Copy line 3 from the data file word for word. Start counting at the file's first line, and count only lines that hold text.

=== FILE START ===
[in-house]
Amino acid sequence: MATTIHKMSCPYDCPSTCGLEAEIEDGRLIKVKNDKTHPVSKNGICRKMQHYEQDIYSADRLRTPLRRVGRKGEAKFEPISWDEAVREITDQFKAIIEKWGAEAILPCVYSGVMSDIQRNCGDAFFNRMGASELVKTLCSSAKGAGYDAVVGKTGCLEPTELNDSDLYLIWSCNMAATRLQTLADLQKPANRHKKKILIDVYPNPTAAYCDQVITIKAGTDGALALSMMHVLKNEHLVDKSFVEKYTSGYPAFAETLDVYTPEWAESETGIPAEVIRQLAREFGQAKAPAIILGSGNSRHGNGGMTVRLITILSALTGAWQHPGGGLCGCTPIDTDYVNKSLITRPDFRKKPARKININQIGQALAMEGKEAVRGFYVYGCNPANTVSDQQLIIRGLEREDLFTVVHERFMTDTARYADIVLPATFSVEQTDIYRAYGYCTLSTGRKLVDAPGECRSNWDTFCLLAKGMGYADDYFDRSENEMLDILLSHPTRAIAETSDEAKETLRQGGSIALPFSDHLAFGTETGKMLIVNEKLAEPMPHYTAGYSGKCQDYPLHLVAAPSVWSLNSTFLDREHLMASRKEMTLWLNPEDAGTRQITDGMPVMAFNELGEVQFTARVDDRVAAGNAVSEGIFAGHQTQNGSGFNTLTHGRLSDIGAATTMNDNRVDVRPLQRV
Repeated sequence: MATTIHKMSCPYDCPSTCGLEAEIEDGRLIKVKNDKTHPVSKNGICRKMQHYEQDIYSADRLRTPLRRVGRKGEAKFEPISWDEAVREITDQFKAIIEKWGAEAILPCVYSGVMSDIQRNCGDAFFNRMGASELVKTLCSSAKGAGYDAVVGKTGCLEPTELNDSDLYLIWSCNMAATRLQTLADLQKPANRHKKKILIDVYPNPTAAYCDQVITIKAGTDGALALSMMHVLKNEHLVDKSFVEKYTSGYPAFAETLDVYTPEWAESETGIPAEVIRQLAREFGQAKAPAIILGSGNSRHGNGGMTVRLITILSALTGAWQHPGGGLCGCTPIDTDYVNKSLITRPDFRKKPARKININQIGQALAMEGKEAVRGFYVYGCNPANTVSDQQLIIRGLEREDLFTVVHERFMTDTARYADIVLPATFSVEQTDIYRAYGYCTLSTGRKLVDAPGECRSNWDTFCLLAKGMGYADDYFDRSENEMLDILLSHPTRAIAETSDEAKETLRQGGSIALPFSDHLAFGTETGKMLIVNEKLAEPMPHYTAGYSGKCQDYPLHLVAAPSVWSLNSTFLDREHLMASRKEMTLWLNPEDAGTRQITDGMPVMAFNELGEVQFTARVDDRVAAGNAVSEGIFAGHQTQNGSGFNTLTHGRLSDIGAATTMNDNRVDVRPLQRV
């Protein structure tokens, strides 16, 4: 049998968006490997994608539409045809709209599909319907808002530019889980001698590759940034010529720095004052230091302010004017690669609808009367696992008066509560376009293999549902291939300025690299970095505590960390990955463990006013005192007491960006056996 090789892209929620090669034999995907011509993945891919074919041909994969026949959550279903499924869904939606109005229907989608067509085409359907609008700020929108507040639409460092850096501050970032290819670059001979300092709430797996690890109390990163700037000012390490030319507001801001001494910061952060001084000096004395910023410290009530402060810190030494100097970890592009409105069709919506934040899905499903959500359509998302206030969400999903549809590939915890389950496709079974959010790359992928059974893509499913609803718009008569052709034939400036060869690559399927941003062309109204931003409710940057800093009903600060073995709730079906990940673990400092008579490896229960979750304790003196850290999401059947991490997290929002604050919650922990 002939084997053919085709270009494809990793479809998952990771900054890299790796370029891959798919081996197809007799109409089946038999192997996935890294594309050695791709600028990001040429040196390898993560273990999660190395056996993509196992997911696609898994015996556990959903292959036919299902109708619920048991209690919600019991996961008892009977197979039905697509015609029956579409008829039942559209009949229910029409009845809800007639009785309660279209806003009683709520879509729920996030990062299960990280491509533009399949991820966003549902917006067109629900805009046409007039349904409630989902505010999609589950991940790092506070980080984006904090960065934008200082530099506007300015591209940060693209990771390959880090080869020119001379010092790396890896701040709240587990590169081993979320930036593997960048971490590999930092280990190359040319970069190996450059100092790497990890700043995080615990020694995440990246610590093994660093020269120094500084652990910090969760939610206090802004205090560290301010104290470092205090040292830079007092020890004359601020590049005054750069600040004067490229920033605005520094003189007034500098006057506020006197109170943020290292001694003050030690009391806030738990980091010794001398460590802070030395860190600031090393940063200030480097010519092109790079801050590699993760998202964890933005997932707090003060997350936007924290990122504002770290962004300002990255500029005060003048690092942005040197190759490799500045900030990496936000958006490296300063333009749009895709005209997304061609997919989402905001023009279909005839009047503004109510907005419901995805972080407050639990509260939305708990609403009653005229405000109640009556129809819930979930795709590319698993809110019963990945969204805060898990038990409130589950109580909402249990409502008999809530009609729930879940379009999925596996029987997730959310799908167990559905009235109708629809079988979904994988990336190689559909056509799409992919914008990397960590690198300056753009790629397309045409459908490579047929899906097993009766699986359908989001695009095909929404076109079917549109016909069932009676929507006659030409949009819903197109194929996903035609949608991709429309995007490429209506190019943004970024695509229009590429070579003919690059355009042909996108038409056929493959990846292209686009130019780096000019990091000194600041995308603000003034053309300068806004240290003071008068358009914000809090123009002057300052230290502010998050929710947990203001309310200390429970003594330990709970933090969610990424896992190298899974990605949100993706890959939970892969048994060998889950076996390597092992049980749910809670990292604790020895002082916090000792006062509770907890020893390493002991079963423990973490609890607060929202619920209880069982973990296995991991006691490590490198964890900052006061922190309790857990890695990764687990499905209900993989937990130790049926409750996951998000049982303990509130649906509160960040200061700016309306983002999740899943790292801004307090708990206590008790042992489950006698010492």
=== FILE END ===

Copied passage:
Repeated sequence: MATTIHKMSCPYDCPSTCGLEAEIEDGRLIKVKNDKTHPVSKNGICRKMQHYEQDIYSADRLRTPLRRVGRKGEAKFEPISWDEAVREITDQFKAIIEKWGAEAILPCVYSGVMSDIQRNCGDAFFNRMGASELVKTLCSSAKGAGYDAVVGKTGCLEPTELNDSDLYLIWSCNMAATRLQTLADLQKPANRHKKKILIDVYPNPTAAYCDQVITIKAGTDGALALSMMHVLKNEHLVDKSFVEKYTSGYPAFAETLDVYTPEWAESETGIPAEVIRQLAREFGQAKAPAIILGSGNSRHGNGGMTVRLITILSALTGAWQHPGGGLCGCTPIDTDYVNKSLITRPDFRKKPARKININQIGQALAMEGKEAVRGFYVYGCNPANTVSDQQLIIRGLEREDLFTVVHERFMTDTARYADIVLPATFSVEQTDIYRAYGYCTLSTGRKLVDAPGECRSNWDTFCLLAKGMGYADDYFDRSENEMLDILLSHPTRAIAETSDEAKETLRQGGSIALPFSDHLAFGTETGKMLIVNEKLAEPMPHYTAGYSGKCQDYPLHLVAAPSVWSLNSTFLDREHLMASRKEMTLWLNPEDAGTRQITDGMPVMAFNELGEVQFTARVDDRVAAGNAVSEGIFAGHQTQNGSGFNTLTHGRLSDIGAATTMNDNRVDVRPLQRV